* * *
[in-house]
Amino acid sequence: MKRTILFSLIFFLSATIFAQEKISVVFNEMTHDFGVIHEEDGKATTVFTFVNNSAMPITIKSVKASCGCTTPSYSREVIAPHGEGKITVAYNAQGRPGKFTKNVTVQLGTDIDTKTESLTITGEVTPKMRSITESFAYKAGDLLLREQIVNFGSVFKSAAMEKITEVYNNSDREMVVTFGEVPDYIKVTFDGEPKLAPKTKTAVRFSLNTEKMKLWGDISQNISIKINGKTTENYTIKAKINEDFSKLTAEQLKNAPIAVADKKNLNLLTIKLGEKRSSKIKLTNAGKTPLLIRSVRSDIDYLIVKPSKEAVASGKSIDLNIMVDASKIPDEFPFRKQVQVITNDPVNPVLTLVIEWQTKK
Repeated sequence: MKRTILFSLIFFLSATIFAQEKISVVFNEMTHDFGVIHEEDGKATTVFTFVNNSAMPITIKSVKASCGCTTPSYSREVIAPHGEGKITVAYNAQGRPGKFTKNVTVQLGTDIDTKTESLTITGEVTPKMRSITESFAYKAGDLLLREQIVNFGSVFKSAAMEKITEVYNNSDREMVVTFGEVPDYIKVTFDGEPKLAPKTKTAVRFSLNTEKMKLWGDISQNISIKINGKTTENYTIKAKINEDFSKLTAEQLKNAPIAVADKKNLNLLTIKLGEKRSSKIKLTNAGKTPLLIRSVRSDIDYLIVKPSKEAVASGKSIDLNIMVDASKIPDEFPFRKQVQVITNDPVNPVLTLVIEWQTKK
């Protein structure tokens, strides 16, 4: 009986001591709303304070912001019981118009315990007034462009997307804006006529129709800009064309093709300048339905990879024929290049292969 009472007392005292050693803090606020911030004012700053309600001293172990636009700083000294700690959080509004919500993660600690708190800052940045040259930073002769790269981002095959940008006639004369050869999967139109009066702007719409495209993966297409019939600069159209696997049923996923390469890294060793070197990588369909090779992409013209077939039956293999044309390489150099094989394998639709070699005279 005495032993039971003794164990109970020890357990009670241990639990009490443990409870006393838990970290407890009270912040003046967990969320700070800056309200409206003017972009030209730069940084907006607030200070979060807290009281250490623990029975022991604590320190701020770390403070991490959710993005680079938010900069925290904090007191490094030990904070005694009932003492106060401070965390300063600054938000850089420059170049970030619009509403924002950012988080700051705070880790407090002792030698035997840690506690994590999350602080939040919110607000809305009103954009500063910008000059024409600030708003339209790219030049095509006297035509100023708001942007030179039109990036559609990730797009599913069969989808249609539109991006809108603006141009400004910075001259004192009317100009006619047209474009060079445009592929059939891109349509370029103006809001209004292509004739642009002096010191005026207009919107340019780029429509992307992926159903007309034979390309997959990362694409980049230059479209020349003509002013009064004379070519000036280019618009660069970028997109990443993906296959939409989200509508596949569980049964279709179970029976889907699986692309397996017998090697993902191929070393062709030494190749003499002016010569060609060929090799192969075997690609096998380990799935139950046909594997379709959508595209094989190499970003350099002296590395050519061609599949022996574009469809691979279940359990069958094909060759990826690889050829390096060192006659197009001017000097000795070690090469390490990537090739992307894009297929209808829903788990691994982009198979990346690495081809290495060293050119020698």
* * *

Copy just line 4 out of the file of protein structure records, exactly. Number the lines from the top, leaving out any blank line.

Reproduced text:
């Protein structure tokens, strides 16, 4: 009986001591709303304070912001019981118009315990007034462009997307804006006529129709800009064309093709300048339905990879024929290049292969 009472007392005292050693803090606020911030004012700053309600001293172990636009700083000294700690959080509004919500993660600690708190800052940045040259930073002769790269981002095959940008006639004369050869999967139109009066702007719409495209993966297409019939600069159209696997049923996923390469890294060793070197990588369909090779992409013209077939039956293999044309390489150099094989394998639709070699005279 005495032993039971003794164990109970020890357990009670241990639990009490443990409870006393838990970290407890009270912040003046967990969320700070800056309200409206003017972009030209730069940084907006607030200070979060807290009281250490623990029975022991604590320190701020770390403070991490959710993005680079938010900069925290904090007191490094030990904070005694009932003492106060401070965390300063600054938000850089420059170049970030619009509403924002950012988080700051705070880790407090002792030698035997840690506690994590999350602080939040919110607000809305009103954009500063910008000059024409600030708003339209790219030049095509006297035509100023708001942007030179039109990036559609990730797009599913069969989808249609539109991006809108603006141009400004910075001259004192009317100009006619047209474009060079445009592929059939891109349509370029103006809001209004292509004739642009002096010191005026207009919107340019780029429509992307992926159903007309034979390309997959990362694409980049230059479209020349003509002013009064004379070519000036280019618009660069970028997109990443993906296959939409989200509508596949569980049964279709179970029976889907699986692309397996017998090697993902191929070393062709030494190749003499002016010569060609060929090799192969075997690609096998380990799935139950046909594997379709959508595209094989190499970003350099002296590395050519061609599949022996574009469809691979279940359990069958094909060759990826690889050829390096060192006659197009001017000097000795070690090469390490990537090739992307894009297929209808829903788990691994982009198979990346690495081809290495060293050119020698």